UK renewable chief admits England ‘not windy enough’ to sustain economically viable new wind farms

Renewable UKThe recently-appointed head of RenewableUK has said the prospects of building new wind turbine parcs in England are slim because the weather is not windy enough and because of the withdrawal of state subsidies.

Hugh McNeal, who quit a senior civil service job at DECC to take up the post of chief executive at Renewable UK, told the Sunday Telegraph that the industry could make the case for more onshore turbines in some parts of the UK, despite the withdrawal of subsidies.

But he said this would “almost certainly” not be in England, as the wind speeds were not high enough to make the projects economically viable without subsidy.

McNeal said: “Wind power is now the cheapest form of new generation in Britain.

“If plants can be built in places where people don’t object to them and if, as a result of that, over their whole lifetime the net impact on consumers against the alternatives is beneficial, I need to persuade people we should be doing that.”

Analysis of Government databases by the Renewable Energy Foundation suggests there is 425 megawatts of capacity in England in the planning system – although this is barely 10% of the amount of new wind-power in the planning pipeline in Scotland.

Keith Anderson, Chief Executive, Scottish Power Renewables, is reported to have agreed that new onshore wind in England would be “incredibly challenging” and instead suggested that ‘re-powering’ wind turbine parcs by installing more powerful turbines on already-approved sites could be economically viable.

Joan McAlpine, MSP
Joan McAlpine, MSP

Meanwhile, SNP MSP Joan McAlpine has marked World Environment Day by reflecting on the major progress made by the SNP in government on renewable energy – and calling on the UK Government to reverse their position on cutting support for renewables.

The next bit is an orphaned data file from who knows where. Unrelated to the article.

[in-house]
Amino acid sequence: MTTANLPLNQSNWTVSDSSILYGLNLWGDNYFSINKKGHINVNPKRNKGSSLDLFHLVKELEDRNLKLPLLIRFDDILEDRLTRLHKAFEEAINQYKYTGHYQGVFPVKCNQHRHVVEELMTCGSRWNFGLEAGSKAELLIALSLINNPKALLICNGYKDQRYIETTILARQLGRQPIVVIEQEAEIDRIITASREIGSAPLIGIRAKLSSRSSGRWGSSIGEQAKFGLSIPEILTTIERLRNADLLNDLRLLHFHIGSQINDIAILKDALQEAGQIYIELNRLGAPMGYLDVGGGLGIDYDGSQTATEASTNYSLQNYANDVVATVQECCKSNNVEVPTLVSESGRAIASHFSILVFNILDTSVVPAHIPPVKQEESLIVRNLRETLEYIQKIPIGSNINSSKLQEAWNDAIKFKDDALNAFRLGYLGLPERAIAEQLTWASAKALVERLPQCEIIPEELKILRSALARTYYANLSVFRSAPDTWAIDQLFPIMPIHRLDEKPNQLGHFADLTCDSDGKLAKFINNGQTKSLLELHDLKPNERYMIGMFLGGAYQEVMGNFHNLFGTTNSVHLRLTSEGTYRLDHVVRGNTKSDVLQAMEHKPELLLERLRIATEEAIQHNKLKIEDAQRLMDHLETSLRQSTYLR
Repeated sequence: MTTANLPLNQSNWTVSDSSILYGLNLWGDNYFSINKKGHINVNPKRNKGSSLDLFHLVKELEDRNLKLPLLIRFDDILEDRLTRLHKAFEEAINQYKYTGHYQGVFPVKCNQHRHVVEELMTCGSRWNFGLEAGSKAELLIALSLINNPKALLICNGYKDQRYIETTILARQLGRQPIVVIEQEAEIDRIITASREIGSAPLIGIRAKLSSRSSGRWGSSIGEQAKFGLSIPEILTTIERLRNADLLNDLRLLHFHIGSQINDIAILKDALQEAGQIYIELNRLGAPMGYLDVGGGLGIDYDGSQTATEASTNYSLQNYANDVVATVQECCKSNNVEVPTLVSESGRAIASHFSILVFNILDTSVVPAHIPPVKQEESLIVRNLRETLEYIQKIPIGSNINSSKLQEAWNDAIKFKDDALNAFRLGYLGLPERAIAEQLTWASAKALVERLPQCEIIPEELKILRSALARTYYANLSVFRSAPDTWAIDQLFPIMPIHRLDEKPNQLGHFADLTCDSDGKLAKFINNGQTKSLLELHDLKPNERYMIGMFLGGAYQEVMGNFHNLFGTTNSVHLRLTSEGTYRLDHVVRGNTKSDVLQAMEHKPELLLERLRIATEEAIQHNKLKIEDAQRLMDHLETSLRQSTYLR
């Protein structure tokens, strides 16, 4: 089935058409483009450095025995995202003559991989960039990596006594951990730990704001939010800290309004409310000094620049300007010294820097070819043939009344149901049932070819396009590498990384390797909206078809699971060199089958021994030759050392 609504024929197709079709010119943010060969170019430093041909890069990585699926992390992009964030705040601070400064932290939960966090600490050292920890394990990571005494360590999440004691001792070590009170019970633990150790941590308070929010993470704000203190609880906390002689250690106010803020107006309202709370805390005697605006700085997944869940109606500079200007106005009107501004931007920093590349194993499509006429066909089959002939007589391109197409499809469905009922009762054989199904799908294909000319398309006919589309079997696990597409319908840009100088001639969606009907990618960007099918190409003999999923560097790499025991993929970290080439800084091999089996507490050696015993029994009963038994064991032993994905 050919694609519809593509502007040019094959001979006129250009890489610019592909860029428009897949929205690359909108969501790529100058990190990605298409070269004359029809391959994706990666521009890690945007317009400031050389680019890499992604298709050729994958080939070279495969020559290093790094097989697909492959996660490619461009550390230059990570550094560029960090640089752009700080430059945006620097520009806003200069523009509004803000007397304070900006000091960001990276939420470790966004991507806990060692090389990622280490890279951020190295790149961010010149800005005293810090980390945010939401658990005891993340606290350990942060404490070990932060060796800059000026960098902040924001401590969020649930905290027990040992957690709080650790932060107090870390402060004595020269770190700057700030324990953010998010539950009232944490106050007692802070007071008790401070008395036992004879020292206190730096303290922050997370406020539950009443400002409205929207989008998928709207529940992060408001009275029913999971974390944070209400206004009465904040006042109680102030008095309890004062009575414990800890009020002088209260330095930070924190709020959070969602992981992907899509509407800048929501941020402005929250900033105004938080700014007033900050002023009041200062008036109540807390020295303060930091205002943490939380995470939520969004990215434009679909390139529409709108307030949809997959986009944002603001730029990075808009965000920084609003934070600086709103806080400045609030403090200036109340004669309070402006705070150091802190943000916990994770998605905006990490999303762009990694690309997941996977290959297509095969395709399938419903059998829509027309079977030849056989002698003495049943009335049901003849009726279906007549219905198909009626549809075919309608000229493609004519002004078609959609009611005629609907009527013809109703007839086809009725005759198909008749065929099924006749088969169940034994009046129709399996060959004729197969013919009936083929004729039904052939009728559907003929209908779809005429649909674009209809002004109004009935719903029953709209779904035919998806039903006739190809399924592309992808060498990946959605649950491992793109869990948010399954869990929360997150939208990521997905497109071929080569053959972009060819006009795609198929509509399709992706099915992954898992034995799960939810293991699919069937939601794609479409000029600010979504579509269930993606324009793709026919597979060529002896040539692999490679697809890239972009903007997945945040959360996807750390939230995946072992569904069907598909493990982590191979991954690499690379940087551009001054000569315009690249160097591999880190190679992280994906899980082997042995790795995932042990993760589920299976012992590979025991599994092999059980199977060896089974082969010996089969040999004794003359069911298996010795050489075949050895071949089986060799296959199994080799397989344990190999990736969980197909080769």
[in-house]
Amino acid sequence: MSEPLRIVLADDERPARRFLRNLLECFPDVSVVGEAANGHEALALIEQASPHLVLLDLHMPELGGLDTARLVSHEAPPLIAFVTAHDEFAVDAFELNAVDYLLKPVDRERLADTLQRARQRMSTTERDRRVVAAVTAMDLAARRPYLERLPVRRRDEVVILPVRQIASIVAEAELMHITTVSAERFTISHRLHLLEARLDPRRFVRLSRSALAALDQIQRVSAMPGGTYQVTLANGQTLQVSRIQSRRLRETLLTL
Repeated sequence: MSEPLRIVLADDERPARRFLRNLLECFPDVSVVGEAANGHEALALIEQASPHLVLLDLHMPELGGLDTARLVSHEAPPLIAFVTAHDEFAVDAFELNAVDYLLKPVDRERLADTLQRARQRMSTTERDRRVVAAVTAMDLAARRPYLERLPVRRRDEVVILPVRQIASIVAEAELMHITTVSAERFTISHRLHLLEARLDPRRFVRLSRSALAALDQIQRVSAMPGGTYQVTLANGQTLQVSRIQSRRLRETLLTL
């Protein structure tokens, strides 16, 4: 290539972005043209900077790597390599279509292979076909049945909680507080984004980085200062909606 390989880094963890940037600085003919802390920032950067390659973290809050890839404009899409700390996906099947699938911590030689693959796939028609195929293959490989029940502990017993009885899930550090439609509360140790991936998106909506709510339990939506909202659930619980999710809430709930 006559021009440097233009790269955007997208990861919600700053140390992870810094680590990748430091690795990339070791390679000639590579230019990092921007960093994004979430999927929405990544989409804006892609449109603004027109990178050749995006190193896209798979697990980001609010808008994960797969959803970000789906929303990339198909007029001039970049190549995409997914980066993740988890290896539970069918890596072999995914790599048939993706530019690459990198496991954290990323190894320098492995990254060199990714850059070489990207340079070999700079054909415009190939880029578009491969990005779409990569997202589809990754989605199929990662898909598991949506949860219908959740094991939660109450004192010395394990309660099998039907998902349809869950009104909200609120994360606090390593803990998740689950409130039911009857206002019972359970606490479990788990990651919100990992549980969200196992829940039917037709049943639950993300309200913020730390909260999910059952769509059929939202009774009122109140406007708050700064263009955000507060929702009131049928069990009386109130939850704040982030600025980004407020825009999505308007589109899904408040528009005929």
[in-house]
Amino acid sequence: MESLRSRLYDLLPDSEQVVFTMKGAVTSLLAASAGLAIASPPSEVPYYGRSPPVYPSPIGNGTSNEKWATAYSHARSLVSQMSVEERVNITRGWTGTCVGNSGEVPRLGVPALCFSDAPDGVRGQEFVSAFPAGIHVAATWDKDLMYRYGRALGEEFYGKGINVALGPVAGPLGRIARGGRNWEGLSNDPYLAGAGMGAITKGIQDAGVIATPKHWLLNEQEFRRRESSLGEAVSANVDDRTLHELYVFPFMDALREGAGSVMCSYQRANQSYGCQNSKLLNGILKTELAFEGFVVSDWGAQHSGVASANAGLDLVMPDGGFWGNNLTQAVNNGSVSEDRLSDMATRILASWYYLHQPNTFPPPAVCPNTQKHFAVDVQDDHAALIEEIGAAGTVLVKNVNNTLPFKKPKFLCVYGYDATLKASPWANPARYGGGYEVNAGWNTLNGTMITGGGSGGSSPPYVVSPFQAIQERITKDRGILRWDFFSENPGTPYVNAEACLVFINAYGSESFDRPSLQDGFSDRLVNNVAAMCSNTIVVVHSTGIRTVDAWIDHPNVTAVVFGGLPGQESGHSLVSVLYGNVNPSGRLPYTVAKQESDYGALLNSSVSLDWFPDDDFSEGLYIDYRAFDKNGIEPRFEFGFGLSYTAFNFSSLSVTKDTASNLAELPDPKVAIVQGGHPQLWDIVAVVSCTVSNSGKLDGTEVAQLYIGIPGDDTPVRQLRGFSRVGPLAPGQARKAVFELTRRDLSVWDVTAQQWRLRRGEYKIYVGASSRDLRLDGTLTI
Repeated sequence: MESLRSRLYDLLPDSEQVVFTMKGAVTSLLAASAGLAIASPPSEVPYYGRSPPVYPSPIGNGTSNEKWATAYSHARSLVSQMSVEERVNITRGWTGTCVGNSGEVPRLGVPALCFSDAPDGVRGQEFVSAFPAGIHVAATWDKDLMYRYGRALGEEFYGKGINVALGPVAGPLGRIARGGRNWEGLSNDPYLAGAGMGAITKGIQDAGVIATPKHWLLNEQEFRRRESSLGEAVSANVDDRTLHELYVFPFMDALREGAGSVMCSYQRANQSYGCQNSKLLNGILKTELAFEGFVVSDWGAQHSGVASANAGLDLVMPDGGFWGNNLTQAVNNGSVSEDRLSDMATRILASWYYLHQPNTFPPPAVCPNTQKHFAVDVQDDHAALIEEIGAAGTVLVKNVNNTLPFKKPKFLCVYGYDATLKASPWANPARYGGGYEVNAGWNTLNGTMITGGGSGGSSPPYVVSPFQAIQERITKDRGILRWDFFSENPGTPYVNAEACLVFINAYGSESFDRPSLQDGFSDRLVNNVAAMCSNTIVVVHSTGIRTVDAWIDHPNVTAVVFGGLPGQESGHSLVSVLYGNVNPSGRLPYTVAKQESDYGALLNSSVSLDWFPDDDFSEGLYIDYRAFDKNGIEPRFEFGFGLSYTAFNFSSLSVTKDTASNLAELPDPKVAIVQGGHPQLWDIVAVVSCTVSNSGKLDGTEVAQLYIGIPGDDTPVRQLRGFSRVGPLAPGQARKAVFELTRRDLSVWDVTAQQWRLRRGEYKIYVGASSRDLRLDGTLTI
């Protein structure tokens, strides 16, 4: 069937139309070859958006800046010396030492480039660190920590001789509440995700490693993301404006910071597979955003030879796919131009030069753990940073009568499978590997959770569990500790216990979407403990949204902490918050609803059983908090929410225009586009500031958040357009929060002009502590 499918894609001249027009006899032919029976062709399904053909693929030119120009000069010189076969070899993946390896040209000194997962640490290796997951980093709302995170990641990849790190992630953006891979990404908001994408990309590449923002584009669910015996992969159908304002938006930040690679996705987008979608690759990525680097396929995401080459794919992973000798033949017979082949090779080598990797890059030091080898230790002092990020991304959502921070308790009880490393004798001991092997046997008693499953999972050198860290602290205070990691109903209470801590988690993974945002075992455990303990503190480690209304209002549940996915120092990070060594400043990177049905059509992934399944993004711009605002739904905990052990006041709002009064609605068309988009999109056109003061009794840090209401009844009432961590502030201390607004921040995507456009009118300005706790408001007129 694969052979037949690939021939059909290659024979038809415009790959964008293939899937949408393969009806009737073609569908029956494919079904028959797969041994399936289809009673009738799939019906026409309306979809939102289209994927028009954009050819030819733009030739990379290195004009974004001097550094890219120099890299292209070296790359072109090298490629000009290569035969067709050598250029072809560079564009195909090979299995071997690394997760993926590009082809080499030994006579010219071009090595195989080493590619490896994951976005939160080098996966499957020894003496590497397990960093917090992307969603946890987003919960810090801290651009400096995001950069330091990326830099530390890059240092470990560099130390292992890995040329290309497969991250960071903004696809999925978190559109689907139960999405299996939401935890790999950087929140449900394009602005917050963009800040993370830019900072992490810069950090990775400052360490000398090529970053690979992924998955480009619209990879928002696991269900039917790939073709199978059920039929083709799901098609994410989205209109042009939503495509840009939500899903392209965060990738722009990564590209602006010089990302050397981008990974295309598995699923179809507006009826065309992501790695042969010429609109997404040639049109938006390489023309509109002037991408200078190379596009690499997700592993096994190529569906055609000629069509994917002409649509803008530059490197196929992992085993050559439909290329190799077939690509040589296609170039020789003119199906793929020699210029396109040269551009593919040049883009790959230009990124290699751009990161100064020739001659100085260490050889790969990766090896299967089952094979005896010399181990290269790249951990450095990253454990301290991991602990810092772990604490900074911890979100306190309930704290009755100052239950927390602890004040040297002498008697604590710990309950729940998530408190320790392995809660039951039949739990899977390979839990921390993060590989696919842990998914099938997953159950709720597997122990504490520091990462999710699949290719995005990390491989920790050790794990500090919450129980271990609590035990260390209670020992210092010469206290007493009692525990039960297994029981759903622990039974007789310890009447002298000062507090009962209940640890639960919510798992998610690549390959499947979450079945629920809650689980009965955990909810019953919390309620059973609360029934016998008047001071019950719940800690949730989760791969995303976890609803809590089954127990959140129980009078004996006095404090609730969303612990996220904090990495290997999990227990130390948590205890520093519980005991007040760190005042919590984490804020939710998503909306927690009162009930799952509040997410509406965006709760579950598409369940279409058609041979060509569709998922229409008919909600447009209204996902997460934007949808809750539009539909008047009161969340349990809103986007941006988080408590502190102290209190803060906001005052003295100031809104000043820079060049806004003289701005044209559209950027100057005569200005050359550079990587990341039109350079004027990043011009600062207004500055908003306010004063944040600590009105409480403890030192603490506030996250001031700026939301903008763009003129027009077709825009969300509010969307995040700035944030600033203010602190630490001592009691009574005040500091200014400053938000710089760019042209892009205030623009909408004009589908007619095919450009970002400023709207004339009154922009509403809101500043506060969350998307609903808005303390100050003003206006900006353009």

While the SNP in government has met ambitious targets on energy – and set new targets of producing 100 per cent of electricity from renewables by 2020 – the progress made by Scotland so far is being put at risk by the decision of the UK Government to cut support for renewables projects. 

McAlpine said: “World Environment Day is the perfect opportunity to reflect on the remarkable strides Scotland has made in producing clean, green energy and reducing our emissions – powering through our ambitious targets on energy, achieving 57.7% of electricity from renewables in 2015 and upping that ambition to 100% by 2020. 

“But while this progress is very welcome, we simply cannot allow Scotland’s potential to be held back by the actions of an out of touch Tory Government with an ideological objection to renewables. 

“Scotland has incredible opportunities to be a world leader in a range of renewable technologies which provide clean, sustainable power which we simply must capitalise on.

“It’s vital that the UK Government now take immediate steps to ensure that Scotland’s onshore wind sector gets the support it needs and deserves to allow the industry to continue to invest in jobs, create clean energy and tackle climate change.”

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